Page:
- adequate and comprehensive internal financial, operational and compliance data, as well as external market information about events and conditions that are relevant to decision making. Information should be reliable, timely, accessible, and provided in a consistent format;
- information processes that cover all significant activities of the insurer, including contingency arrangements;
- effective channels of communication to ensure that all staff fully understand and adhere to the internal controls and their duties and responsibilities and that other relevant information is reaching the appropriate personnel;
- policies regarding escalation procedures;
- processes for regularly checking that the totality of all controls forms a coherent system and that this system works as intended; fits properly within the overall corporate governance framework of the insurer; and provides an element of risk control to complement the risk identification, risk assessment, and risk management activities of the insurer. As part of such review, individual controls are monitored and analysed periodically to determine gaps and improvement opportunities with Senior Management taking such measures as are necessary to address these; and
- periodic testing and assessments (carried out by objective parties such as an internal or external auditor) to determine the adequacy, completeness and effectiveness of the internal controls system and its utility to the Board and Senior Management for controlling the operations of the insurer.
The group-wide supervisor requires the Head of the IAIG to ensure that the group-wide internal controls system at the group-wide level covers, at least, the:
- diversity and geographical reach of the activities of the IAIG;
- intra-group transactions;
- interconnectedness of the legal entities within the IAIG; and
- applicable laws and regulations of the jurisdictions where the IAIG operates.
The group-wide supervisor requires the Head of the IAIG to ensure annual testing and assessments carried out by an independent external or internal party to assess the coherence, completeness and effectiveness of the internal controls system within the IAIG and its utility to the IAIG Board and Senior Management.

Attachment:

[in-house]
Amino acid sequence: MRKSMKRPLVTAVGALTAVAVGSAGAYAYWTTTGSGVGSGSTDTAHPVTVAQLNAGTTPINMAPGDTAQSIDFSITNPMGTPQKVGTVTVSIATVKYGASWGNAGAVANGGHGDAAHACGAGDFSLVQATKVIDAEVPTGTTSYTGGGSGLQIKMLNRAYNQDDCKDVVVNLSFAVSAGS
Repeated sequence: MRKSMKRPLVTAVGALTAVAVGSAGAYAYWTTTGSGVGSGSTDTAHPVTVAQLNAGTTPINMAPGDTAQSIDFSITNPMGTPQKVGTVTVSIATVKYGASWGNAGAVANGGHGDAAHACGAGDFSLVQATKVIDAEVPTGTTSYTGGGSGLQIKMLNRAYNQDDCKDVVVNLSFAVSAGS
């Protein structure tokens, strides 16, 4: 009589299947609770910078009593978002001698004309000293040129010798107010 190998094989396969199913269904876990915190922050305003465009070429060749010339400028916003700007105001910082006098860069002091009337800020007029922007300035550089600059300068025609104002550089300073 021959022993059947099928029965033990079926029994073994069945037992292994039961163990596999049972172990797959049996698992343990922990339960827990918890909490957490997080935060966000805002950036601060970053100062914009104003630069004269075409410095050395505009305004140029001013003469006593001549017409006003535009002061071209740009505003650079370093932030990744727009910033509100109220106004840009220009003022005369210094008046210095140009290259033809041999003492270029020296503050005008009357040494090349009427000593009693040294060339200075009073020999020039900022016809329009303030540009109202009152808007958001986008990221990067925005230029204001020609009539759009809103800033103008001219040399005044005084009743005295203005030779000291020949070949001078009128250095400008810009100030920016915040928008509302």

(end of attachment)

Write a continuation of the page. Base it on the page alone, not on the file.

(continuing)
The Board should have an overall understanding of the control environment across the various entities and businesses, and require Senior Management to ensure that for each key business process and policy, and related risks and obligations, there is an appropriate control.
In addition, the Board should ensure there is clear allocation of responsibilities within the insurer, with appropriate segregation, including in respect of the design, documentation, operation, monitoring and testing of internal controls. Responsibilities should be properly documented, such as in charters, authority tables, governance manuals or other similar governance documents.
The Board should determine which function or functions report to it or to any Board Committees in respect of the internal controls system.
- the strategy in respect of internal controls (such as responsibilities, target levels of compliance to achieve, validations and implementation of remediation plans);
- the stage of development of the internal controls system, including its scope, testing activity, and the performance against annual or periodic internal controls system goals being pursued;
- an assessment of how the various business units are performing against internal control standards and goals;
- control deficiencies, weaknesses and failures that have arisen or that have been identified (including any identified by the internal or external auditors or the supervisor) and the responses thereto (in each case to the extent not already covered in other reporting made to the Board); and
- controls at the appropriate levels so as to be effective, including at the process or transactional level.
The supervisor requires the insurer to have effective control functions with the necessary authority, independence and resources.
As part of the effective systems of risk management and internal controls, insurers have control functions, including for risk management, compliance, actuarial matters and internal audit. Control functions add to the governance checks and balances of the insurer and provide the necessary assurance to the Board in the fulfilment of its oversight duties.
The group-wide supervisor requires the Head of the IAIG to ensure that:
- the tasks and responsibilities of the group-wide control functions, whether located at the level of the Head of the IAIG or within another legal entity of the IAIG, are clearly defined; and
- these group-wide control functions do not duplicate, limit or restrict the tasks and responsibilities of control functions at the insurance legal entity level.
The group-wide supervisor requires the Head of the IAIG to ensure that the group-wide control functions: